Posts about wave

Wave and news

When Google Wave was announced, I got all jittery-happy about the possibilities it presented for news. Now, from a Belgian site, via a German site, I find a video interview with Wave’s project manager, Stephanie Hannon, speculating about its use in news:

Google Wave, une opportunité pour les journalistes ? from Labs RTBF on Vimeo.

In that video, the interviewer asked about the newsroom moving to the cloud. But in this one, Sergey Brin says it’s already there:

“Les rédactions sont déjà dans le nuages” Sergey Brin (Google President) from Labs RTBF on Vimeo.

Google Wave and news

Never underestimate Google. That should have been my 41st WWGD? rule. Just as I was thinking they were behind the curve on the live web – and argued they should buy Twitter - Google attacked it from the left flank with Wave.

In Wave, I see more than a new generation of email cum wikis cum Twitter cum groupware. Because it can feed blog and web pages and Twitter, I see a new way to create content, collaborative and live. I see a new way to make news.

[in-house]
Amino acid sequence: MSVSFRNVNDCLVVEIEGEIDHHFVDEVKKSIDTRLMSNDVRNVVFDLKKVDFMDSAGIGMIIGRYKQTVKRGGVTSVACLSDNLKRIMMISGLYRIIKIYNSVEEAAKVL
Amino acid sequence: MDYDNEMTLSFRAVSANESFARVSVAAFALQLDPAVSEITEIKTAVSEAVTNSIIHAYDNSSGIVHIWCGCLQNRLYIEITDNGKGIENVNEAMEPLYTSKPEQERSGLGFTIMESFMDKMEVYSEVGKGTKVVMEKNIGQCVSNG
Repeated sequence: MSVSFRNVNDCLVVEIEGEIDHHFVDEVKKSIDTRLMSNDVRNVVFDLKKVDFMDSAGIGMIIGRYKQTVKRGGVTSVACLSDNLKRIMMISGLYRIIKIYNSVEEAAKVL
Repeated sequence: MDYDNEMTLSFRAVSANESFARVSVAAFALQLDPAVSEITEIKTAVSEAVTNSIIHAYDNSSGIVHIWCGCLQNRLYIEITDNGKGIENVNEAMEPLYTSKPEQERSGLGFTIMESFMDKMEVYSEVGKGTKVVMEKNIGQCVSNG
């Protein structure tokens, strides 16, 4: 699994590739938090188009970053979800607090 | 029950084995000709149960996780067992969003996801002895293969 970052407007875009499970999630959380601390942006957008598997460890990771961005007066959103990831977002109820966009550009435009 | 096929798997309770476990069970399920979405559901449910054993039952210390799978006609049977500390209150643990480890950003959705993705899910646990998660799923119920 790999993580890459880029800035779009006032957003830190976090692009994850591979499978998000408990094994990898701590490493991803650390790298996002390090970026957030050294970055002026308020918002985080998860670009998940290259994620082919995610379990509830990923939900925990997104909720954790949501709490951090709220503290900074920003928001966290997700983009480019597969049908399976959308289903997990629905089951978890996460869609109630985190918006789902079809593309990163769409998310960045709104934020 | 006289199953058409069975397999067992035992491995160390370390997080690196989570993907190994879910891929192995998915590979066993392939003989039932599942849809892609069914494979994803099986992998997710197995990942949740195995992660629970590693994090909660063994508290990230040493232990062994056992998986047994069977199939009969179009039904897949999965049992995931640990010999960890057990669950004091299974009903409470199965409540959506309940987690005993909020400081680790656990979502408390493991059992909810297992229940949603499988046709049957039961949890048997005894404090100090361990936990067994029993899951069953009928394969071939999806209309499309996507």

Imagine a team of reporters – together with witnesses on the scene – able to contribute photos and news to the same Wave (formerly known as a story or a page). One can write up what is known; a witness can add facts from the scene and photos; an editor or reader can ask questions. And it is all contained under a single address – a permalink for the story – that is constantly updated from a collaborative team.

Here, I speculated about the topic becoming the new atomic unit of news, supplanting the article with wikis that contained a snapshot of what we know now, blogs that treat news as the process it is, links (do what you do best, link to the rest), discussion, and media of all types, some even live (Twitter, Qik.com). Marissa Mayer also gave journalists advice on the new form of news, telling them they needed to maintain updates under a permalink for the story so it could be searched and found.

Wave takes this to the next level. It combines the notions of a process as people add and subtract and update; it has the benefit of a wiki – a snapshot of current knowledge; it can be live; it can feed a blog page with the latest; it can feed Twitter with updates; it is itself the collaborative tool that lets participants question each other.

Wave isn’t just the email we’d invent if email were invented today, as was Google’s goal. Wave is what news can be if we invent it today, as we must.

Wave is the new news.

: LATER: I just got email from Jay Parkinson, who is remaking health care at Hello Health. He, too, was impressed with the opportunities in Wave.

Replace news story with “disease you suffer from” and reporter with primary care doc and editor with specialist and photos with lab results, etc, and you can see its potential.

What about your line of work?